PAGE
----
‘You’re crying, Sam’, Tony said.

‘No, it’s the ocean wind hitting my eyes’, I said.

‘You’re crying, Sam’, Tony insisted. ‘Those are tears’.

‘This is the street of my grandfather, who raised me’, I said, showing him my phone. A young man who is like him in some ways took these photos because he knows I’ve wanted to see it and couldn’t’.

‘Good man’, Tony said. It was a pleasure to hear Tony say something earnest after all his snark and skepticism about my religiosity, my plan to return, my adventures with hypnosis.

‘It’s a sort of goodness I haven’t felt here in years’, I said. ‘That’s is why I’m going back. In Alexandria, people will know what I need, intuitively. My grandfather would have done this for someone in my situation, and his family too, Heaven rest them’.

‘That’s why you’re going to mentally castrate yourself tomorrow morning’, Tony said. ‘Religion is a hell of a drug’.

‘God forgive you, Tony’, I said. ‘Religion is the only thing keeping me alive until now’.

‘Religion is why you won’t give me more than one night’, he said. ‘Your last gay night.’

‘That’s not true’, I replied. ‘I’ve given men like you more chances than I can count. I banked my soul on a gay Hollywood romance—a fiction I never found. And by doing that, I’ve taken myself farther from this street. The truth is, when this street, and your feelings, and my face crumble, there will still be the Heavens. And if I repent one day, before my death, I will rest my head there and be free from my sorrow’.

And solitude, I should have said. What a beautiful word — العزلة – elaozla – Solitude. The sound of it is like a void echoing from the back of the throat. Some American people name their children Constance, which is beautiful, no doubt. But I love the Catholic faithful of the Spanish-speaking world who dare to name their daughters something as true to life as the name Soledad – Solitude.


‘This is goodbye then’, I told Tony. We strolled along Stillwell Avenue in the direction of the Coney Island Metro station. Stillwell Avenue runs along the perimeter of Luna Park, but something about Stillwell stifles that merriment beside it. Maybe it’s the ocean wind or the humid air, pregnant with water, that quiets the sonorous bells and whistles of the rides and the cacophony of children screaming to express from their chests the joy and terror of careening downward from great heights.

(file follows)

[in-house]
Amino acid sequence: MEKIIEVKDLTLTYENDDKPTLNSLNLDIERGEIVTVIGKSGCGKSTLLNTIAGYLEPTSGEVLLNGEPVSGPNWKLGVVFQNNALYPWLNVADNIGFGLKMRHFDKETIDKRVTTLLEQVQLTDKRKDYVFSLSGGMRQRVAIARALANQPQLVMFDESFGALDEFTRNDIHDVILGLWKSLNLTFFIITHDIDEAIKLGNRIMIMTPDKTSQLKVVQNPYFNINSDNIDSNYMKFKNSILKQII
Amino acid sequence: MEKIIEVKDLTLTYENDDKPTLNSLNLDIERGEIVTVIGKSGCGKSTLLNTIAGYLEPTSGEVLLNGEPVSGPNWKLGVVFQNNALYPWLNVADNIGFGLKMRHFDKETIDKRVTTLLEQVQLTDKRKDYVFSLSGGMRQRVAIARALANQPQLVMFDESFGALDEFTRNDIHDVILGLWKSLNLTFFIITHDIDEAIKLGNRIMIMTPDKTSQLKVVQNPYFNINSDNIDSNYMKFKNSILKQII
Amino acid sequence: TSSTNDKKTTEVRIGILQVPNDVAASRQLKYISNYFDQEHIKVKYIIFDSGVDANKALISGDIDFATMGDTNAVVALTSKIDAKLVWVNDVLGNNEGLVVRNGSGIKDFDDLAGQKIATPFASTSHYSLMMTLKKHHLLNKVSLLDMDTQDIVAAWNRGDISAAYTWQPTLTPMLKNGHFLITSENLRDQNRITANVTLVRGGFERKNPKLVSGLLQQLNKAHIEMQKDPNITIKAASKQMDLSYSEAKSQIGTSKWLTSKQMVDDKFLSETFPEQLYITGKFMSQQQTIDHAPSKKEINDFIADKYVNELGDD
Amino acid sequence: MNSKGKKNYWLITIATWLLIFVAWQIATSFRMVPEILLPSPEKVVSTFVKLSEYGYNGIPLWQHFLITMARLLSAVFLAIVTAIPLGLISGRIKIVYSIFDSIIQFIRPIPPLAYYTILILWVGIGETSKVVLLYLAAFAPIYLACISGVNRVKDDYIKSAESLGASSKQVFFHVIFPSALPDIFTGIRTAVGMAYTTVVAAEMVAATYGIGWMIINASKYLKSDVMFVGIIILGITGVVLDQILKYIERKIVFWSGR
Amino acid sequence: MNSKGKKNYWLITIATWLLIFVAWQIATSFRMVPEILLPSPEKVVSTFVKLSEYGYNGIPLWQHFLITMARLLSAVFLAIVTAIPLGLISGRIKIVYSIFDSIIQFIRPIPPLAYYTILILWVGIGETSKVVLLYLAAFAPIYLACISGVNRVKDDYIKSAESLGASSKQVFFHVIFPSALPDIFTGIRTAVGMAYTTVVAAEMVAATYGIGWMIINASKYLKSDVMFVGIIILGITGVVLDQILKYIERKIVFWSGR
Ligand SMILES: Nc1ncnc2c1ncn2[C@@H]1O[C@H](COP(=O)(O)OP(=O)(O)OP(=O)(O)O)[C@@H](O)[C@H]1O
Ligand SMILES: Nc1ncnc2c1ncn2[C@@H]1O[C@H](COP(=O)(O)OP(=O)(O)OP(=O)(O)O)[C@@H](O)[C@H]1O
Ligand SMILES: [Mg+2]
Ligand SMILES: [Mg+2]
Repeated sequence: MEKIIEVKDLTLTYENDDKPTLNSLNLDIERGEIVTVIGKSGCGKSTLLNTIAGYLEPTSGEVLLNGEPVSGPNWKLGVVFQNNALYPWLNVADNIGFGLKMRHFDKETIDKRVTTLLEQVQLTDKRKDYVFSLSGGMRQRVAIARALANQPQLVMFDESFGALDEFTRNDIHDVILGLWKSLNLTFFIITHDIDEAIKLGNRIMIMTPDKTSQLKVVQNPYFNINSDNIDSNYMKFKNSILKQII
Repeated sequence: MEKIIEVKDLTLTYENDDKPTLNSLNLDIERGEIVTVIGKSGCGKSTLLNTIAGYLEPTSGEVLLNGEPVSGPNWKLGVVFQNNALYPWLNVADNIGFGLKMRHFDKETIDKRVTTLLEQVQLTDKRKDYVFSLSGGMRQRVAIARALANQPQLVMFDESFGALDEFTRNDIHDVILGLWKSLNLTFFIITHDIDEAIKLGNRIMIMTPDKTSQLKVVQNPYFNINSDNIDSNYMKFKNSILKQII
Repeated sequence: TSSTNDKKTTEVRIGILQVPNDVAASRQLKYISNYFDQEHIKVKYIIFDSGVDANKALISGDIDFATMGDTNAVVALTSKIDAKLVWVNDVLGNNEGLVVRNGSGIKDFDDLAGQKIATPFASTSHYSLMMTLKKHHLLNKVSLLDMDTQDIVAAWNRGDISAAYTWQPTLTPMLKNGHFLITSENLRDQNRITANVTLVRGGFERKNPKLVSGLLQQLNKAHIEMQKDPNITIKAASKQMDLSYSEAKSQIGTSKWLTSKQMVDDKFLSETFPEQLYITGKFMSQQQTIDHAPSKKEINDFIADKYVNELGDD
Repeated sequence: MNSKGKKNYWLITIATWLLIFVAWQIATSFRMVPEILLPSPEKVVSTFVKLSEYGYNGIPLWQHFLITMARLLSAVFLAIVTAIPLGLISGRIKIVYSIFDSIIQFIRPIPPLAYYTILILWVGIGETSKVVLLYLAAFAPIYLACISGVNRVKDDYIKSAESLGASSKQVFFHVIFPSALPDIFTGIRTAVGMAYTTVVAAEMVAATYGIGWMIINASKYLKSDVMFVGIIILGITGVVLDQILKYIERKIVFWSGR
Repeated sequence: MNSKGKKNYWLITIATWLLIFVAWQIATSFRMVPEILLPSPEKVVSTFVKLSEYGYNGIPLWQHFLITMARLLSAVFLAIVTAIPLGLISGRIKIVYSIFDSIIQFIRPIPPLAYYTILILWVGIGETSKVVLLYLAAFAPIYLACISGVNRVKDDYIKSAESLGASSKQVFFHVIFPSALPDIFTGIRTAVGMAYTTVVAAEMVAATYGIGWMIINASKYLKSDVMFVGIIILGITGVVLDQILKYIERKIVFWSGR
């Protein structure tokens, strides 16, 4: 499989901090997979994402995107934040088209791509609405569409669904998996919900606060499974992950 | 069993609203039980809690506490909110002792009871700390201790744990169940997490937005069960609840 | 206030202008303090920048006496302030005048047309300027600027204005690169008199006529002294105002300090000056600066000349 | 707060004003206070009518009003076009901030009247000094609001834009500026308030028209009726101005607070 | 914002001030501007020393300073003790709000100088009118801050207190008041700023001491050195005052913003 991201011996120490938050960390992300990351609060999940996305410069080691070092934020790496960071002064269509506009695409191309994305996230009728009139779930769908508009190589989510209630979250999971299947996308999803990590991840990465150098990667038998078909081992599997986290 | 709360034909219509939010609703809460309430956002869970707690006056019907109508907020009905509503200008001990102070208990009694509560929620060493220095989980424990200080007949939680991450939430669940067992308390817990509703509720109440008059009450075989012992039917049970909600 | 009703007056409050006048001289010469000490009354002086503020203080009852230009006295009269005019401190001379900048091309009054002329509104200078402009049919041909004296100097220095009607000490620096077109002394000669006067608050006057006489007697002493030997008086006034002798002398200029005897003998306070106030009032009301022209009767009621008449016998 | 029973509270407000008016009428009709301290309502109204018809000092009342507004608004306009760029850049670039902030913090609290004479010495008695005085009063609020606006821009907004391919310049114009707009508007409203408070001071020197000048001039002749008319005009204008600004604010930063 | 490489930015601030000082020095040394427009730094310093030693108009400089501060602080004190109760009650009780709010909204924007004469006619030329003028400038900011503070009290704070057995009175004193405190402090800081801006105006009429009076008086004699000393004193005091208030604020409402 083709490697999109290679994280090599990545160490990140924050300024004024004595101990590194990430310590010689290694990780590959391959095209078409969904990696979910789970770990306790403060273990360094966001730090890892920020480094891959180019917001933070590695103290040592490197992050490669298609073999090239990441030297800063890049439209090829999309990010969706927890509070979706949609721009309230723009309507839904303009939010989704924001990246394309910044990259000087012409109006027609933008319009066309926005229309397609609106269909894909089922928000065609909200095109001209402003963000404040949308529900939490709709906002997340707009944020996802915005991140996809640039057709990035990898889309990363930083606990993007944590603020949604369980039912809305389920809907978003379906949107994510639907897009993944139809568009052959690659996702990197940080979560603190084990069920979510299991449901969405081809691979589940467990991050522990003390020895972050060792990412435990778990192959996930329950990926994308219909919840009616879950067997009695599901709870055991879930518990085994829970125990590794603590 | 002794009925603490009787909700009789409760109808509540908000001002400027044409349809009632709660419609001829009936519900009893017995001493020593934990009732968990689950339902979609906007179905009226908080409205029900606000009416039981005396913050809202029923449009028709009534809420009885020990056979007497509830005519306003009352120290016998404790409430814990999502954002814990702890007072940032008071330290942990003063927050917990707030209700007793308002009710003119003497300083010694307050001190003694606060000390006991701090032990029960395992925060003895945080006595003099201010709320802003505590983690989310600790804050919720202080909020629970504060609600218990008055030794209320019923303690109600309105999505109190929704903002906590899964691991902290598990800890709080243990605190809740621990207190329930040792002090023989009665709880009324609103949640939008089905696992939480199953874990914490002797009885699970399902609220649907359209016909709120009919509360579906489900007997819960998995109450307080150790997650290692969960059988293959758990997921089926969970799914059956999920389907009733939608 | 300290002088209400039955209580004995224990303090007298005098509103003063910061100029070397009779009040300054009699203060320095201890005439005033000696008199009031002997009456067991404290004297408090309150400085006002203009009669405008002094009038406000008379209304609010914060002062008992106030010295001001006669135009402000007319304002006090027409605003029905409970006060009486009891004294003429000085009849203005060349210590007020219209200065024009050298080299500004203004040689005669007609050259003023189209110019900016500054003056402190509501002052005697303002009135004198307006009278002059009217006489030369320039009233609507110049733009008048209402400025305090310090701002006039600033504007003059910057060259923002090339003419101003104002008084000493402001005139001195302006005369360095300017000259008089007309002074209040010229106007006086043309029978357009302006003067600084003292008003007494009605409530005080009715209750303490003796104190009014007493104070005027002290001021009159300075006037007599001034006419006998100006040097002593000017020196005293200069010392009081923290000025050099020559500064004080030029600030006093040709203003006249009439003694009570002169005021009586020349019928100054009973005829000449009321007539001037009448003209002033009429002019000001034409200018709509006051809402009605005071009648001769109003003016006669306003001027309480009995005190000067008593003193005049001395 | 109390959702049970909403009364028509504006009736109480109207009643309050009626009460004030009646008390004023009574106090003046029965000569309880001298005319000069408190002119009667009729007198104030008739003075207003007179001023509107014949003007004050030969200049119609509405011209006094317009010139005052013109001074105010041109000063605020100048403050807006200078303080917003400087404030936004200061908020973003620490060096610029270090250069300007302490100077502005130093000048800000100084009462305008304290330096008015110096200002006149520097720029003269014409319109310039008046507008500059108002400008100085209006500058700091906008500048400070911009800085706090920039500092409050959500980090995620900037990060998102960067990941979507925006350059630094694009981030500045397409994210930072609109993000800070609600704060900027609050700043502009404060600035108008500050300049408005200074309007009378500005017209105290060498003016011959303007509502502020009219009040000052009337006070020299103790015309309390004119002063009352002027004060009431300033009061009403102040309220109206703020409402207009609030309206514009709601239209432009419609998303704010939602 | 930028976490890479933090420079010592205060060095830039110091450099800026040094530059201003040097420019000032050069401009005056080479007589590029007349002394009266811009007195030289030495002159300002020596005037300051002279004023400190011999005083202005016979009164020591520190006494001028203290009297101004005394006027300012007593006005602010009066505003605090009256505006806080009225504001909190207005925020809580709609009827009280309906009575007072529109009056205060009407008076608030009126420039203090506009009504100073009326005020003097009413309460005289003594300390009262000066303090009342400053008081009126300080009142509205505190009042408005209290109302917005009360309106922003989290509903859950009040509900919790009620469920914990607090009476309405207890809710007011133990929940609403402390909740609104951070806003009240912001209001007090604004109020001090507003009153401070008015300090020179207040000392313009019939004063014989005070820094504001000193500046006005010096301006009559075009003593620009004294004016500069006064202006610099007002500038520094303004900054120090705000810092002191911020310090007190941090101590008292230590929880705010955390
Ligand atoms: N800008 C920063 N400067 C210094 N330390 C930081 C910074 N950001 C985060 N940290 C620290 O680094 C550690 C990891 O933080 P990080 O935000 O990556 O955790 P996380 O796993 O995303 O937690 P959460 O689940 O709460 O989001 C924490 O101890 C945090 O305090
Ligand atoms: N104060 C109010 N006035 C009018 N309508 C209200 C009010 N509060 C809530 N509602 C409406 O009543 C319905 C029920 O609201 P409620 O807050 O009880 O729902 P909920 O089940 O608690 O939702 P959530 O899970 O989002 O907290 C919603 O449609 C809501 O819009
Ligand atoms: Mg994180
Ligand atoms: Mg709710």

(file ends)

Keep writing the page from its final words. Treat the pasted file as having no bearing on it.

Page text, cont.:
‘I guess so’, Tony said. ‘Sam, I want you to know something—’

Across the street was Nathan’s Famous, where Wassim would take me for a hot dog on the first day of every summer break. We stopped walking and turned to each other. Tony took my hand and put it on his chest.

‘I’ve dated a lot of guys, and I don’t feel myself to have known any of them like I’ve known you in just a few hours’, Tony said.

You don’t know me for shit, I thought silently. And what you think you know, you’d soon lose patience for. And all the sweet things you tell me will return to torture me, in your absence. You’ll have moved on without a second thought, because you’re so calm and collected that you’ve made your living on it.

‘I feel the same about you’, I said. ‘It’s a pity’.

‘That we met too late’, Tony said.

I nodded. ‘And that I’m not a dumb kid anymore’, I said. ‘And that everything ends’.

‘I’ll never stop being a hopeless romantic’, Tony said.

‘Then you must be a glutton for punishment’, I said.

Tony said nothing.

I imagined what it would be like to let this one go. I hoped that our subways were on different platforms or that my train would leave first. I wanted to be the one to leave him. I resolved myself to get on whatever train in whatever direction, as long as it left before Tony’s. From there, I would wait at the next stop for another train headed in my direction. I would hide in a corner of that station, in case his train crossed the same tracks and he spotted me, abandoning him. I would not suffer his last impression of me to be another act of casual psychoanalysis — another judgment.